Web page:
A 32-year-old woman was referred to the endocrine clinic for abnormal thyroid function, fatigue and depression. Her primary care provider had obtained thyroid function tests to investigate the patient’s depression and inability to lose weight. Results indicated abnormal thyroid function with a suppressed thyroid-stimulating hormone level of 0.02 µU/mL and a low-normal free thyroxine level of 0.81 ng/dL.

Stephanie L. Lee

An endocrinologist ordered a radioactive iodine (I-123) thyroid scan, which showed normal uptake of 20.1% at 23 hours (Figure 1). The uptake was localized in the lower two-thirds of the right lobe and was suppressed in the left lobe, consistent with an autonomously functioning thyroid nodule (AFTN). An ultrasound was performed at an outside hospital showing a complex, hypoechoic nodule that measured 1.3 cm x 1.3 cm x 0.9 cm.

Figure 1: I-123 nuclear thyroid scan. Increased uptake in the lower portion of the left lobe of the thyroid with reduced uptake in the contralateral right lobe. (A) Anterioposterior view. (B) Left anterior oblique (LAO) view. (C) Right anterior oblique (RAO) view. The 23-hour radioactive iodine uptake of 20.1% in the thyroid gland was within normal limits. RT: right.

Reprinted with permission from: Stephanie L. Lee, MD, PhD, ECNU.

The patient was started on methimazole 20 mg daily. She was referred because she was told the antithyroid medication would not help her depression or problems with weight loss. She had no prior or family history of thyroid disease or thyroid cancer, and no history of head and neck radiation.

Imaging, diagnosis

Initially, only the reports of the nuclear thyroid scan and ultrasound were available for review. There was a discrepancy between the size of the nodule reported on the ultrasound (1.3 cm) and the large size of the area of increased iodine uptake (two-thirds of the lobe). We performed a thyroid ultrasound in the office and found the right lobe was normal in size and echotexture.

The left lobe had a hypoechoic nodule with irregular, poorly defined margins (Figure 2). The nodule contained microcalcifications and had vigorous intranodular vascular flow by Doppler analysis (grade 3-4). An ultrasound-guided fine-needle aspiration of this nodule was diagnostic for papillary thyroid carcinoma (Bethesda category VI). The follicular cells had enlarged nuclei, nuclear grooves, powdery vesicular chromatin and membrane-bound nucleoli (Figure 3).

Figure 2: Thyroid ultrasound of the left thyroid lobe. A high-frequency linear probe was used to image the left lobe of the thyroid. (A) Transverse image. (B) Longitudinal image. (C) Longitudinal image with Doppler analysis. The hypoechoic nodule has irregular, poorly defined margins (yellow arrows). The entire nodule had increased intranodular vascularity by Doppler (grade 3-4). The area of hypervascularity helped determine the size of the nodule since the poorly defined nodule margins were hard to detect.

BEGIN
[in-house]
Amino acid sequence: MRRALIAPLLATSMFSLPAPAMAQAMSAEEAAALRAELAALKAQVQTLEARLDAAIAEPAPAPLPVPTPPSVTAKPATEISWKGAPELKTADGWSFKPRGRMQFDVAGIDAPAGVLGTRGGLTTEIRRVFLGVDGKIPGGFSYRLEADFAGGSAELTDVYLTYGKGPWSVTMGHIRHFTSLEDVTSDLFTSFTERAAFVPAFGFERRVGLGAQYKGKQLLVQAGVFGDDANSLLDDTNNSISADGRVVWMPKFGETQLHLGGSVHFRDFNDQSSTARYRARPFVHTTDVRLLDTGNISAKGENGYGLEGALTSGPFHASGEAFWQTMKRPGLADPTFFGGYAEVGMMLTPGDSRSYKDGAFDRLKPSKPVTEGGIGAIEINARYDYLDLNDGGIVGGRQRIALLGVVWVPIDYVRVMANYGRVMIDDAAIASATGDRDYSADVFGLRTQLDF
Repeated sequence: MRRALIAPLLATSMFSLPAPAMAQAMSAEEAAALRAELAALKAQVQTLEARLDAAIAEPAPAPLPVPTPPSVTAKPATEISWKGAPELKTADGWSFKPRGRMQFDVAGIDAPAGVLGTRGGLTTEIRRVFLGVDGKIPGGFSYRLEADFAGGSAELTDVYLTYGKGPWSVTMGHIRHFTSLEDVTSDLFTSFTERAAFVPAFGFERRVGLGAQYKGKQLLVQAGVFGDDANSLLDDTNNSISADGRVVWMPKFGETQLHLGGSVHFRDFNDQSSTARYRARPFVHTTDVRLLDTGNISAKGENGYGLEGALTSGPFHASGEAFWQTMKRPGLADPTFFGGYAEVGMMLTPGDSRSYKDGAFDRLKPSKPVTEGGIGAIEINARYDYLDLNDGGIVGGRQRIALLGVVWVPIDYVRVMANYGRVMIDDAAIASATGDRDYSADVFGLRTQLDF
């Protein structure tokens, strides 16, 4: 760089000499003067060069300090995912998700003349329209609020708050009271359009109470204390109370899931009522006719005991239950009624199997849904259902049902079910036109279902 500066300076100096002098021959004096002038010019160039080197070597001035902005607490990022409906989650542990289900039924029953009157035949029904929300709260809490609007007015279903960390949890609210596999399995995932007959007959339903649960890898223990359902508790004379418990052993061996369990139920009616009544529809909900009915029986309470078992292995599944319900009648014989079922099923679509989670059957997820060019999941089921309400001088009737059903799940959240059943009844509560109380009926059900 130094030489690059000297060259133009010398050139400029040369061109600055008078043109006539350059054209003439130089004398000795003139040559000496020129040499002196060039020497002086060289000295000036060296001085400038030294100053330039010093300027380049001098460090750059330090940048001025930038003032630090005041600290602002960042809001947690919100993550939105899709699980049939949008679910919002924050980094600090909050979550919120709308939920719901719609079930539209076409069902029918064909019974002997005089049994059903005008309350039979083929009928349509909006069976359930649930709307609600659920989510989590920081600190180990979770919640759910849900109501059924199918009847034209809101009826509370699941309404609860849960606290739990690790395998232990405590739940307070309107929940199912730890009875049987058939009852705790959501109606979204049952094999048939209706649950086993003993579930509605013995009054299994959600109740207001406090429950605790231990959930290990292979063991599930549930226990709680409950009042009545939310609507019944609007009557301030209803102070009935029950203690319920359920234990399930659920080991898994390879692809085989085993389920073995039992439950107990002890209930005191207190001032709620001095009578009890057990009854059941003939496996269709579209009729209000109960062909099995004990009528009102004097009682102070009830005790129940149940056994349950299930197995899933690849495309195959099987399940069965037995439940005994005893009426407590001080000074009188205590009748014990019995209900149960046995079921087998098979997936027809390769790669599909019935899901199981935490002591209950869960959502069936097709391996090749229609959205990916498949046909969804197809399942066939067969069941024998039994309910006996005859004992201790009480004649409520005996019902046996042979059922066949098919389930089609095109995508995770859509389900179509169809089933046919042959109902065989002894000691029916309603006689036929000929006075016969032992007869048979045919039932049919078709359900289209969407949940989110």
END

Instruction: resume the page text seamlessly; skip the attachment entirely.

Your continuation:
A total thyroidectomy was performed and revealed a 2.5-cm classical papillary thyroid carcinoma with no vascular or capsular invasion. The tumor was positive for the BRAF V600E mutation. During the operation, abnormal nodes were observed posterior to the lobe leading to a bilateral level VI nodal dissection. Three of eight nodes were positive for metastatic papillary thyroid carcinoma.

Screening, confirming malignancy

The current American Thyroid Association management guideline for thyroid nodules and differentiated thyroid cancer suggests that autonomous functioning (hot) thyroid adenomas with hyperthyroidism do not require biopsy. There are scattered case reports that a small percentage of AFTN are thyroid carcinomas. This case alerted clinicians to malignancy because of multiple suspicious sonographic characteristics of tumor (hypoechoic, irregular margins, microcalcifications).

Figure 3: Cytology of the left thyroid nodule. (A) Highly cellular specimen with papillary fronds. (B) Nuclear overlap with nuclear grooves. (C) Enlarged nuclei with intranodular inclusions (red arrow), membrane-bound nuclei (green arrow) and fine, powdery chromatin. The cytology is diagnostic for papillary thyroid carcinoma (Bethesda category VI).

A small retrospective study of 32 patients with hyperthyroidism employed a thyroid ultrasound and radioactive iodine thyroid scan to characterize 42 hyperfunctional nodules. Twenty-five of these nodules had at least one suspicious malignant feature (hypoechoic, taller than wide, irregular margins, evidence of capsular invasion, unilateral adenopathy) and underwent fine-needle aspiration biopsy. Three of 25 (12%) were positive for papillary thyroid carcinoma.

Although not common, a significant number of AFTN may be malignant. It would be reasonable to evaluate patients with AFTN with a thyroid ultrasound as a screen for malignancy. Biopsy should be considered if the ultrasound has suspicious sonographic features.